BLM induced a significant increase in neutrophils on day 3 which peaked on day 7 (day 3: 263 (71.9) × 103/ml, mean difference 262 × 103, 95% CI 188 × 103 to 336 × 103, p<0.05; day 7: 348 (76.6) × 103/ml, mean difference 348 × 103, 95% CI 269 × 103 to 427 × 103, p<0.05; fig 6B). The increase on day 7 was the main reason for the increased total cell count and was blocked by candesartan cilexetil (141 (37.7) × 103/ml, mean difference 207 × 103, 95% CI 119 × 103 to 295 × 103, p<0.05). Alveolar macrophages were also significantly increased on day 14 (334 (114) × 103/ml, mean difference 234 × 103, 95% CI 108 × 103 to 361 × 103, p<0.05) and this was reduced in the presence of candesartan cilexetil (193 (58.7) × 103/ml, mean difference 141 × 103, 95% CI −16.0 × 103 to 298 × 103), although the decrease was not significant (fig 6C). There were similar increases in the numbers of lymphocytes and eosinophils but the absolute numbers were extremely small compared with those of neutrophils and alveolar macrophages (data not shown).
Total protein and albumin in BAL fluid
Neither the saline alone group nor the saline + candesartan group showed any significant changes in the concentration of total protein and albumin during the 21 days. There was a significant difference in the time course of total protein and albumin concentrations in BAL fluid between the BLM alone and the BLM + candesartan groups (both p<0.01, fig 7A and B). A significant increase in total protein was observed on day 3 (509 (64.0) mg/ml, mean difference 444, 95% CI 391 to 497, p<0.05) and day 7 (501 (191) mg/ml, mean difference 437, 95% CI 279 to 595, p<0.05) compared with baseline levels on day 0 (64.7 (64.7) mg/ml). Candesartan cilexetil significantly inhibited the increase in total protein on day 7 (278 (113) mg/ml, mean difference 224, 95% CI 27.8 to 421, p<0.05). Similarly, a significant increase in albumin was observed on day 3 (167 (23.7) mg/ml, mean difference 154, 95% CI 138 to 174, p<0.05), on day 7 (153 (51.2) mg/ml, mean difference 140, 95% CI 97.2 to 182, p<0.05), and on day14 (102 (14.9) mg/ml, mean difference 90.0, 95% CI 75.7 to 102, p<0.05). Candesartan cilexetil inhibited the increase in albumin on days 3, 7 and 14, although this inhibition was not significant. BLM induced a significant difference between time points in the proportion of albumin to total protein (p<0.01), but the difference with candesartan cilexetil treatment was not significant. The proportion of albumin to total protein in the BLM + candesartan group was higher than in the BLM alone group on day 7 (BLM alone: 31.1%, BLM + candesartan: 44.0%, mean difference 13.0, 95% CI 3.78 to 22.2; fig 7C).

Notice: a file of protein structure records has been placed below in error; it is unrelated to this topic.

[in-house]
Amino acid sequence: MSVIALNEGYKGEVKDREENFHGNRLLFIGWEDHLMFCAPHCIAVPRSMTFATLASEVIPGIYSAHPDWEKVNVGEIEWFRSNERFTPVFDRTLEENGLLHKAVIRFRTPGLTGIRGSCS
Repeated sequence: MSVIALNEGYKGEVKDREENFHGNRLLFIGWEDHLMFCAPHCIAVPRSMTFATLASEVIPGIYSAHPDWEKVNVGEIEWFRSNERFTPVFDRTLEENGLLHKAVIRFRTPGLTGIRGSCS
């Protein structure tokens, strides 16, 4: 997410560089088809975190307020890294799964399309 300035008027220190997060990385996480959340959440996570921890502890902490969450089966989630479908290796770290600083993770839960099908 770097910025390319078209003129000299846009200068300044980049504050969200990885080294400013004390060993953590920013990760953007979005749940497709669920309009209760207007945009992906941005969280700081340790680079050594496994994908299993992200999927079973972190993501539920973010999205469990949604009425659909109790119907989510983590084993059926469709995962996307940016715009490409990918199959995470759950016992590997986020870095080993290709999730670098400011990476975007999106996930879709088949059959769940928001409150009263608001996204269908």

TGF-β1 levels in BAL fluid
TGF-β1 levels in BAL fluid supernatants were measured using ELISA kits (fig 8). There was a significant difference between the time course in TGF-β1 levels in the BLM alone and BLM + candesartan groups (p<0.01 and p = 0.01, respectively, two way ANOVA). TGF-β1 concentrations in the BLM alone group were significantly increased on day 7 (129 (16.3) pg/ml) compared with day 0 (27.2 (12.6) pg/ml, mean difference 102, 95% CI 83.4 to 121, p<0.05). Candesartan cilexetil significantly inhibited the increase on day 7 (94.9 (32.1) pg/ml, mean difference 34.5, 95% CI 1.78 to 67.2, p<0.05).
This study has shown that the expression of AT1 is upregulated in BLM induced pulmonary fibrosis and that the AT1 antagonist candesartan cilexetil inhibits the synthesis of TGF-β1 and ameliorates the pulmonary fibrosis. These results suggest that signalling of angiotensin II via AT1 promotes BLM induced pulmonary fibrosis.